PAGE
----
Our series of Humming in Harmony sessions will include an all day workshop on 14 May to coincide with the start of Mental Health Awareness Week. The connection is not accidental: Sergio has designed Humming in Harmony with mental wellbeing as one of the central focuses. In previous incarnations, these workshops have been delivered in care homes, community centres and workplaces, with a wide range of children and adults who may have experienced isolation, mental, or physical health conditions. Sergio stresses the health benefits of mindful activity, and tailors each workshop around the needs of participants.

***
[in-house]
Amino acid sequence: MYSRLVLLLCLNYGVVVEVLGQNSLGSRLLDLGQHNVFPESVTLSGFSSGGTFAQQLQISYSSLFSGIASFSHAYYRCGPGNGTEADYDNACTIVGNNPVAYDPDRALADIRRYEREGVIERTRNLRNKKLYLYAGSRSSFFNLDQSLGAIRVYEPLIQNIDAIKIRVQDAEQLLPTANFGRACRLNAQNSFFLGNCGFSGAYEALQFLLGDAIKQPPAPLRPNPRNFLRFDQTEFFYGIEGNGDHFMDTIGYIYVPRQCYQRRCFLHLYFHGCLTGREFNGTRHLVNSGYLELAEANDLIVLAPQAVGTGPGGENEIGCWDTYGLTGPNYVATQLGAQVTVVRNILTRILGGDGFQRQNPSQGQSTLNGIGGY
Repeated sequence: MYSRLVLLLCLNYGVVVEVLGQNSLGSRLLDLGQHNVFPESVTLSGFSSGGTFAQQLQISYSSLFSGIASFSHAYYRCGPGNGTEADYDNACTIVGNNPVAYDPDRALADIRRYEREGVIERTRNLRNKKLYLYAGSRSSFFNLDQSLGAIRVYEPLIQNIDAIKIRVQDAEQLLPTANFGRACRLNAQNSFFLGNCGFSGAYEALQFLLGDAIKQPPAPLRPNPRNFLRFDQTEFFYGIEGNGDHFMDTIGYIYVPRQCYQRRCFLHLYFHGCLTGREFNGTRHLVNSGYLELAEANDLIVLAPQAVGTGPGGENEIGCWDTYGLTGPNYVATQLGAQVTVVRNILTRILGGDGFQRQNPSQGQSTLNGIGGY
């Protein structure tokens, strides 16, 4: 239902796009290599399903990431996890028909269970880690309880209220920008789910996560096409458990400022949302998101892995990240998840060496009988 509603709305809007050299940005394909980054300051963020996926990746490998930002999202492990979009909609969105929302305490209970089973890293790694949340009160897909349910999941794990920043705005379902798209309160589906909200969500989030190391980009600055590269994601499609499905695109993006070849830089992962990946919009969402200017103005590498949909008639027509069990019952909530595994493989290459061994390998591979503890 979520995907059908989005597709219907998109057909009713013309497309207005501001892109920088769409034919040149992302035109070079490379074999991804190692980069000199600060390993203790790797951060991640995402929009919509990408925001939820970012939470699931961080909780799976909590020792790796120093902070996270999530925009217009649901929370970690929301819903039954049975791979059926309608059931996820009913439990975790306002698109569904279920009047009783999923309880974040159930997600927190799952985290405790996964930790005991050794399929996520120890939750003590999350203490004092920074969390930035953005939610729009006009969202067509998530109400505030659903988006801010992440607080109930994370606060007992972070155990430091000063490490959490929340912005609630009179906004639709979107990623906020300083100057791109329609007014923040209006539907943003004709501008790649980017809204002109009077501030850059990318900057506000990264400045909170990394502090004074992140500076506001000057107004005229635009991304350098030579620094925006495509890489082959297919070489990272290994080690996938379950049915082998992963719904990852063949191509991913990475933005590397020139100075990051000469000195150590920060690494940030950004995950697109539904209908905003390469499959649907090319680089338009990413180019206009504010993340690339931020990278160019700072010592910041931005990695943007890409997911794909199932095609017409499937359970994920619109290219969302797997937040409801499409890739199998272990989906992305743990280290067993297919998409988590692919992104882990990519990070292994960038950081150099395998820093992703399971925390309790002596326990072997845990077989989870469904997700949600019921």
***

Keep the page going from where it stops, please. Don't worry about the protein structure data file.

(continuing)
If the experience was a little strange at first, our attendees soon felt relaxed thanks to Sergio’s open and approachable manner. His enthusiasm for music is infectious, and everyone was soon enjoying the sensation of listening to themselves hum – a curiously calming activity which I suspect most of us have never tried before! Sergio, accompanied by his faithful glockenspiel, had us freely exploring our vocal ranges before pairing us off to do partner exercises based on the musical interval of the perfect 5th.

Humming in Harmony with Sergio Lopez Figuera (Big Bang Lab) at Westminster Music Library, January 2016 Humming in Harmony with Sergio Lopez Figuera (Big Bang Lab) at Westminster Music Library, January 2016